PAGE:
“The Magic of Majolica” is the third episode of the “The Great Italian Journey”, Great Lengths 2020 communication campaign, inspired by Goethe’s Italian travel diary.
In this episode Yzan, the Asian woman, welcomes us by opening the doors of a special place. She invites us to enter and discover one of Palermo’s hidden gems, The Casa Museo Stanze al Genio, a unique museum located in a baroque palace in the very heart of the historical centre. The museum collection consists of 5000 glazed square floor tiles from Southern Italy, manufactured between the 15th and 20th century for the pleasure and enjoyment of the aristocracy, the wealthy middle class and the religious communities. Besides the outstanding beauty and modernity of the tiles’ decorations, what is unique about this museum, is that it is hosted inside a fully furnished and functional private apartment, which is still used by its owners. Such an incredible combination of private and public living is a fascinating demonstration of how much Italian creativity is woven into everyday lifestyle and personal choices.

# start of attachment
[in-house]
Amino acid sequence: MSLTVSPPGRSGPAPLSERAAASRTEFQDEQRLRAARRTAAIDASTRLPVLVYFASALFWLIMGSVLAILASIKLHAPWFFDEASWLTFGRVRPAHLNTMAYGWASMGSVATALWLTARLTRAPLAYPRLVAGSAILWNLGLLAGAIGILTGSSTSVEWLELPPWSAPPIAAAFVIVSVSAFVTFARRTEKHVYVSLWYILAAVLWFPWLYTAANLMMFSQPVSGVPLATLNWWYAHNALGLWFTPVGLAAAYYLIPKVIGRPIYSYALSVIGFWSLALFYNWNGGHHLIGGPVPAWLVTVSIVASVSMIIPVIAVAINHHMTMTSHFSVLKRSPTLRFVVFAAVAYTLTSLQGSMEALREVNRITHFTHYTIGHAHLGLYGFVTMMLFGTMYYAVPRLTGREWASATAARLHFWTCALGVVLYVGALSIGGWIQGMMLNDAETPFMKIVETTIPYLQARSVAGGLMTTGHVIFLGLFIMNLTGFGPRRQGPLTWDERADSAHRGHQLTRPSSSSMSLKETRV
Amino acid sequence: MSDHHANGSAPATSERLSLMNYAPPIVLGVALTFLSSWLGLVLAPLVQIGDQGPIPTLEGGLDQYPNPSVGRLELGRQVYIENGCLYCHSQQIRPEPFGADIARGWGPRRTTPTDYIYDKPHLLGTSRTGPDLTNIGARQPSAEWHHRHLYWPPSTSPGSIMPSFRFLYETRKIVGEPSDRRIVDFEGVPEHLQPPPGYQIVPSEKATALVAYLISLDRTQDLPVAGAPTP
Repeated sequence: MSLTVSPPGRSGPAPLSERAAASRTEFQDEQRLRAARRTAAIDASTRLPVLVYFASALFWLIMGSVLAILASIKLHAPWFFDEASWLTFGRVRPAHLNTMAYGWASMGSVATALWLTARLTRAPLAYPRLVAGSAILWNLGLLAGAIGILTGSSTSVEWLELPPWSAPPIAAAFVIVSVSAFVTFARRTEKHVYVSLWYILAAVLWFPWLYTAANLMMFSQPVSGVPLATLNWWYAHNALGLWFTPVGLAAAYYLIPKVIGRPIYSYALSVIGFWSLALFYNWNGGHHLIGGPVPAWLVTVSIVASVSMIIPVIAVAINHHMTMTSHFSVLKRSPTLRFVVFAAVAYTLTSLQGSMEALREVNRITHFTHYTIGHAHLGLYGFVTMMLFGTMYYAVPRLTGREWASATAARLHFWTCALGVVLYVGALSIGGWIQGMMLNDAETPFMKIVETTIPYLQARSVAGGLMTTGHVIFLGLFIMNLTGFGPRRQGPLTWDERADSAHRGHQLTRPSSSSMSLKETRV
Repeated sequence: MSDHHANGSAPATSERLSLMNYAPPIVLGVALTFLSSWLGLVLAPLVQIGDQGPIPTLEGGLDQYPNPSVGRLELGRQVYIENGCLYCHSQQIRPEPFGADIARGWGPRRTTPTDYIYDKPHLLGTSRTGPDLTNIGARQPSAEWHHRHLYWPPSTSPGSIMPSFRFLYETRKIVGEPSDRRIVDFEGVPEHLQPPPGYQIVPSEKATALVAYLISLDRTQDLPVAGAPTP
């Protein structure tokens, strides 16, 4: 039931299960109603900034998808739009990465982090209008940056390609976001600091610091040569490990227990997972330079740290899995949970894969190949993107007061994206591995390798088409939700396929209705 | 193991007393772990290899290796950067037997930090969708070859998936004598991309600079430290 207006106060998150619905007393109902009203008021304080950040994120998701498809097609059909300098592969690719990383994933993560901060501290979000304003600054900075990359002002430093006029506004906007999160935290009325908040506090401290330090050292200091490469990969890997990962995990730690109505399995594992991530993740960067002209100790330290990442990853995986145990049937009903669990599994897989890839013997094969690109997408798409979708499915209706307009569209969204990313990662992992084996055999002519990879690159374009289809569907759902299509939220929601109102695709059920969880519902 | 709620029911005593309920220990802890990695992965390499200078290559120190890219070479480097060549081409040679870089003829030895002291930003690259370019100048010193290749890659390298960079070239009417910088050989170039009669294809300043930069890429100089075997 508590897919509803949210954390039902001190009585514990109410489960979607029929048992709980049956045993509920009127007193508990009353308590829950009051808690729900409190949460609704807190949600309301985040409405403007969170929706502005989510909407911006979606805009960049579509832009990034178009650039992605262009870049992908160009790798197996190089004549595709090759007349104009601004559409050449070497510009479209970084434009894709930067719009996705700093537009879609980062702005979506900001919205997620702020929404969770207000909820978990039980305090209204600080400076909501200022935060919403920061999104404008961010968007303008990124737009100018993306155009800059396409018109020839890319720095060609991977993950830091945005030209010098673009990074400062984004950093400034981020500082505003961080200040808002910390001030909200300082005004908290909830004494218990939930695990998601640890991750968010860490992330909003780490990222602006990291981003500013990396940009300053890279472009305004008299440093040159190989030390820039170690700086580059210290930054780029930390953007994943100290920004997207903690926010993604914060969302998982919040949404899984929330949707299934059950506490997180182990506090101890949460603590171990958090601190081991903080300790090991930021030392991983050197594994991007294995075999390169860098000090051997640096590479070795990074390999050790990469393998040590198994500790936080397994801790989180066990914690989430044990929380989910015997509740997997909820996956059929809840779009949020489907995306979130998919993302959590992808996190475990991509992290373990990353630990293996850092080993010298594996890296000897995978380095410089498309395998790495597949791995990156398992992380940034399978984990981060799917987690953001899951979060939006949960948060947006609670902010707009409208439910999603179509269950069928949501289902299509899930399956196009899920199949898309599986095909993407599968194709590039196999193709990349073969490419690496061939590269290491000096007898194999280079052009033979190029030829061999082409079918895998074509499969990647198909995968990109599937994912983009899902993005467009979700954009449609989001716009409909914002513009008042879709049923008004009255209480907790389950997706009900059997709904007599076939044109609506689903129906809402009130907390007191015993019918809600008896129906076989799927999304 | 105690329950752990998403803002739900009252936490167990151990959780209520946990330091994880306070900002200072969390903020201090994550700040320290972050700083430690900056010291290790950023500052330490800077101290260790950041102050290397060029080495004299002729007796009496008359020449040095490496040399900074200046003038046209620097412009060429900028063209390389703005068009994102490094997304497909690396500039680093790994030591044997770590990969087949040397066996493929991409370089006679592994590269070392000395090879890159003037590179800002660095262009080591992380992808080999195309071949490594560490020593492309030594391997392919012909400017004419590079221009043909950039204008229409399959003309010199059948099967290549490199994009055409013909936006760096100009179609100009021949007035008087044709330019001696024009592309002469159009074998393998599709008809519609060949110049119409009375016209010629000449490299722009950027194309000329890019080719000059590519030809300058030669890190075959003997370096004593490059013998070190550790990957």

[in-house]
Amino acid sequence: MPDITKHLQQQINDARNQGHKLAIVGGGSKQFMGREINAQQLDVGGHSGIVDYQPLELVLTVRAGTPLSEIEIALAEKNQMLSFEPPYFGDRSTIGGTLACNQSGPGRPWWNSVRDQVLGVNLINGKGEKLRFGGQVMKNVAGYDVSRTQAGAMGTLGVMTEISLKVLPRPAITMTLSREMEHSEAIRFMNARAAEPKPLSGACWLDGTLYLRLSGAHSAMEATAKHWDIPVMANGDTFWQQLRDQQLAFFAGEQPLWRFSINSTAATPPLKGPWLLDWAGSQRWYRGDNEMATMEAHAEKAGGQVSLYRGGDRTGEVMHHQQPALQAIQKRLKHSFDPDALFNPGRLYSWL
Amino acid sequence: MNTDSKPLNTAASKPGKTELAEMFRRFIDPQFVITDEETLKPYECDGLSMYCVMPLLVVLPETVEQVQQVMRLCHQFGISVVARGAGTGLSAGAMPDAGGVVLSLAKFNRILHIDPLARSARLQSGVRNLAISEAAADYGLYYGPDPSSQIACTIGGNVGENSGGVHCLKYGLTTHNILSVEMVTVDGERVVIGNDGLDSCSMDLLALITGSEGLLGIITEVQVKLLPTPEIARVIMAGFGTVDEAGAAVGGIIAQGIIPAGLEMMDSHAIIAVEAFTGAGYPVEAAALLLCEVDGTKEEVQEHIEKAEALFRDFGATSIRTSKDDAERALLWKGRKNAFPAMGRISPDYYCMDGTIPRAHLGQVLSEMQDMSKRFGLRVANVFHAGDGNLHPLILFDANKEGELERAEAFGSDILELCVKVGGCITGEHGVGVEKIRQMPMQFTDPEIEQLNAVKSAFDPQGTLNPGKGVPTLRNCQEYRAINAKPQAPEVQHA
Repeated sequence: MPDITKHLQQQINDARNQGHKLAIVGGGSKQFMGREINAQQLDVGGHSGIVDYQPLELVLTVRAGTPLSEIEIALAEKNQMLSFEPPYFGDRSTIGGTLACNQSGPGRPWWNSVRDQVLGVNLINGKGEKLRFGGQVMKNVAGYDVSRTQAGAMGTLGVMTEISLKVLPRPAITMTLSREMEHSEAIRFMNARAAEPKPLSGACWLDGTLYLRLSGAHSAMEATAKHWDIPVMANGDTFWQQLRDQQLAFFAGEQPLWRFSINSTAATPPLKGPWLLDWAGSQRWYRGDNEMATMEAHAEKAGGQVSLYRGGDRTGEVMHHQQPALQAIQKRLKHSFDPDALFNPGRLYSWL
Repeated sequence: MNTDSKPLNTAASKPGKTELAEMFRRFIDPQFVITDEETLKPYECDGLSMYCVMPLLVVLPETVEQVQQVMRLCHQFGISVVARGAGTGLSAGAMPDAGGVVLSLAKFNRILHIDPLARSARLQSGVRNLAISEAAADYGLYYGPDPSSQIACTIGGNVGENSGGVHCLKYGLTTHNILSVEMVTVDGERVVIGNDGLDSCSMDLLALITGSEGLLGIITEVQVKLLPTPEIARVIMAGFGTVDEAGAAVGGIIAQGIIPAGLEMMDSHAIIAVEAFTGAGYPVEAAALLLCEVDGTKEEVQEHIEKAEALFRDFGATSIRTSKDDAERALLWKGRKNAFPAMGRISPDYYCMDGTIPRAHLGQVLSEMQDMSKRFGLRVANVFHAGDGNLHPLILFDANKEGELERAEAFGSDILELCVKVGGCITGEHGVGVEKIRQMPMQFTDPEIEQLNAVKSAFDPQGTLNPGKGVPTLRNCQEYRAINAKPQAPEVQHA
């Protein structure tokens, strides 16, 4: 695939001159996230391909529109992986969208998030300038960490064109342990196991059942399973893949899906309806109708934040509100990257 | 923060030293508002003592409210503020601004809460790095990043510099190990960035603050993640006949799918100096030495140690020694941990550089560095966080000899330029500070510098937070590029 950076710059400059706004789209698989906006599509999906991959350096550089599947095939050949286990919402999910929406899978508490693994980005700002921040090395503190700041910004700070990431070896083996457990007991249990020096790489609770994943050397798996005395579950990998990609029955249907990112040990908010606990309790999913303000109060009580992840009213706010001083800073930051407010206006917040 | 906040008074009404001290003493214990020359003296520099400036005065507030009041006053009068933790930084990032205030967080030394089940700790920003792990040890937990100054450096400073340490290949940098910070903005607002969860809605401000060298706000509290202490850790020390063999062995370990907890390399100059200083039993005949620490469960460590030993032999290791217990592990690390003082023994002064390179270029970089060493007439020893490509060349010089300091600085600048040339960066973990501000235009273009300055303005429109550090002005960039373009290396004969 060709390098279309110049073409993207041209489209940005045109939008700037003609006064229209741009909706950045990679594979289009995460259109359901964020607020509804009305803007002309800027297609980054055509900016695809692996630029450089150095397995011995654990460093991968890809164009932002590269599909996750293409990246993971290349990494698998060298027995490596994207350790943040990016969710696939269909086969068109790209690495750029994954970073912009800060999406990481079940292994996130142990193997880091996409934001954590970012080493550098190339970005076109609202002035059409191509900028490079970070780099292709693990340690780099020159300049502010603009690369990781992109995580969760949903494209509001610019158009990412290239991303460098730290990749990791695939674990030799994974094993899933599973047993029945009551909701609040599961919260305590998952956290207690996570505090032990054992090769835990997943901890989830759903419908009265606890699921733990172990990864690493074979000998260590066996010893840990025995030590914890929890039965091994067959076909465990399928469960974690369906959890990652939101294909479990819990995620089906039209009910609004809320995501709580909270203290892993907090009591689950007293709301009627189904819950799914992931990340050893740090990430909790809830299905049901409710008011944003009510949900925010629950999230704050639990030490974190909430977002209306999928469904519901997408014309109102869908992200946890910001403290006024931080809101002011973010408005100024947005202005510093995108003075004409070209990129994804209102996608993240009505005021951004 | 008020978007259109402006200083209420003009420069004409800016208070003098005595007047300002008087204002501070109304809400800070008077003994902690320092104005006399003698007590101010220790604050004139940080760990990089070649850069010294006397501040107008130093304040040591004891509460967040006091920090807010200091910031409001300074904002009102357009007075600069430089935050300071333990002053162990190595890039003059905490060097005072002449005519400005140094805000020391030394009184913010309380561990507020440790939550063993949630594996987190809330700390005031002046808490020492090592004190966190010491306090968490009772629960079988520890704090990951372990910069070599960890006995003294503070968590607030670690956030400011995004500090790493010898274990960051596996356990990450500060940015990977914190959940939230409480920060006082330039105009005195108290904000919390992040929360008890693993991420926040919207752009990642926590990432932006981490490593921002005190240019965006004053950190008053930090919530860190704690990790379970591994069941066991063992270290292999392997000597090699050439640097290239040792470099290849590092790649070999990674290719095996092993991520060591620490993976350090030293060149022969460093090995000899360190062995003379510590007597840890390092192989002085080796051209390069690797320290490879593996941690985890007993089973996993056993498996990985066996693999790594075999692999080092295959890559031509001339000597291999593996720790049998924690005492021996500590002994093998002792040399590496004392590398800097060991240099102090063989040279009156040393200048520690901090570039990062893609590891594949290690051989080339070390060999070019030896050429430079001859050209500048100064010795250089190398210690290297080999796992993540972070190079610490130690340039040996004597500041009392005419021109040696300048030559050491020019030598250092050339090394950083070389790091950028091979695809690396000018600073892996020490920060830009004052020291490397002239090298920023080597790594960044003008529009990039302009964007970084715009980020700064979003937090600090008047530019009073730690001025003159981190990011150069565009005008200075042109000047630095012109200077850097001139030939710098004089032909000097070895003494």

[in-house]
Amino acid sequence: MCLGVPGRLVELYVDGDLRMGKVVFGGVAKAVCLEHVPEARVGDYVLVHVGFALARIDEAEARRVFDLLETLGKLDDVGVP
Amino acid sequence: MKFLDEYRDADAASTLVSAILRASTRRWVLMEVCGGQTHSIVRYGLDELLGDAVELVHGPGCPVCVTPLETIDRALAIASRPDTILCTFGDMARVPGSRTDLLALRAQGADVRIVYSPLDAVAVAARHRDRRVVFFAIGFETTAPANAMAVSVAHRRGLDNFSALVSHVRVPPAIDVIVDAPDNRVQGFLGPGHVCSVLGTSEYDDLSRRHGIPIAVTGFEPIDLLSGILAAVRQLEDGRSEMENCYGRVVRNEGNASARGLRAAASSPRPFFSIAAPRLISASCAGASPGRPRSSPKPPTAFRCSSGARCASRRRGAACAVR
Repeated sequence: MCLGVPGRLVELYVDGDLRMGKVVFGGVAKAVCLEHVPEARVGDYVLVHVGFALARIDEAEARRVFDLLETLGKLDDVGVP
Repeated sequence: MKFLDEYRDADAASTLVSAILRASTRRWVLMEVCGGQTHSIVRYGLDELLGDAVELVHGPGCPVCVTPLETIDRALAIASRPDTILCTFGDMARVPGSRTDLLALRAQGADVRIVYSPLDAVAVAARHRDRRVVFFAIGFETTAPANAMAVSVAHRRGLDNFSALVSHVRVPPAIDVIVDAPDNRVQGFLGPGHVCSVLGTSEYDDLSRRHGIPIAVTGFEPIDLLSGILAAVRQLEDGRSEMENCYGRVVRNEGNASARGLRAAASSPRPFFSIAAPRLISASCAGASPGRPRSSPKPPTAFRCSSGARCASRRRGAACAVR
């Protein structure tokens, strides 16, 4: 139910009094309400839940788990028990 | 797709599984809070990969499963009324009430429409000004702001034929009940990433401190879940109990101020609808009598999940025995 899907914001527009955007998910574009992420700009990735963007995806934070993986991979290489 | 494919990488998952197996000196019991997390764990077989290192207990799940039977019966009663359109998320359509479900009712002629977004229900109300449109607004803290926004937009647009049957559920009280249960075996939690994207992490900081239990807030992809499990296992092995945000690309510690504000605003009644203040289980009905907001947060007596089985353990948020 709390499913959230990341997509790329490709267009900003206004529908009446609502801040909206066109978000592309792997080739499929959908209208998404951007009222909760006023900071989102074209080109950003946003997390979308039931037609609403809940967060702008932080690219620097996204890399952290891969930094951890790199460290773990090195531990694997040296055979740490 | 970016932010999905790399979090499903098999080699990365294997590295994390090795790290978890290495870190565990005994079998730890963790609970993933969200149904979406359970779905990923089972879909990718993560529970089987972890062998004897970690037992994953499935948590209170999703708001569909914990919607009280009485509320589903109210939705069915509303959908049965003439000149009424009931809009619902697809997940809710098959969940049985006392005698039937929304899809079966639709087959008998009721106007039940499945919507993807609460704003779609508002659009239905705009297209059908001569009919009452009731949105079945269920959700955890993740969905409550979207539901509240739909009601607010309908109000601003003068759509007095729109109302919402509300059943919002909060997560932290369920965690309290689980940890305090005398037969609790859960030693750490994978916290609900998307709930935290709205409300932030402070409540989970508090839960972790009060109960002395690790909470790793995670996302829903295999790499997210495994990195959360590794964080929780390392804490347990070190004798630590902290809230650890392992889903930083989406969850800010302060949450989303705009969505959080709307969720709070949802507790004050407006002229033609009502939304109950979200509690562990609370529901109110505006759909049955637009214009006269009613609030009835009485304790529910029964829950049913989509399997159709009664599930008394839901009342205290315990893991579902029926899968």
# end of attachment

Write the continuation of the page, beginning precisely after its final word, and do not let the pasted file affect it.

The protagonists of the story sit on the floor, a perfect graphic framework, that enhances their elegance and majesty. In particular, we would like to draw your attention to Gintare, the only blonde woman of the group. Her timeless beauty stand outs in the cozy atmosphere of the room. With her soft gaze, her warm honey blonde hair color, she is the emblem of a gentle femininity.
The Rossano Ferretti team shaped what is one of the most widespread women’s aspirations: long, voluminous, naturally wavy hair. Gintare’s look is so aspirational because of her light hair color, it looks as if she had been spending time on a Sicilian beach under the radiant sun for several days or weeks. Her roots are darker, while the lengths and ends of her hair have graduated tones.
Technically speaking, Gintare’s look is achieved by using 150 GL pre-bonded hair, in a combination of colors: Rooted 68/23 where 5 cm of dark roots drastically transition into a shiny blonde and Bronde 63/23 where the darker roots subtly transition into much lighter shade on the ends.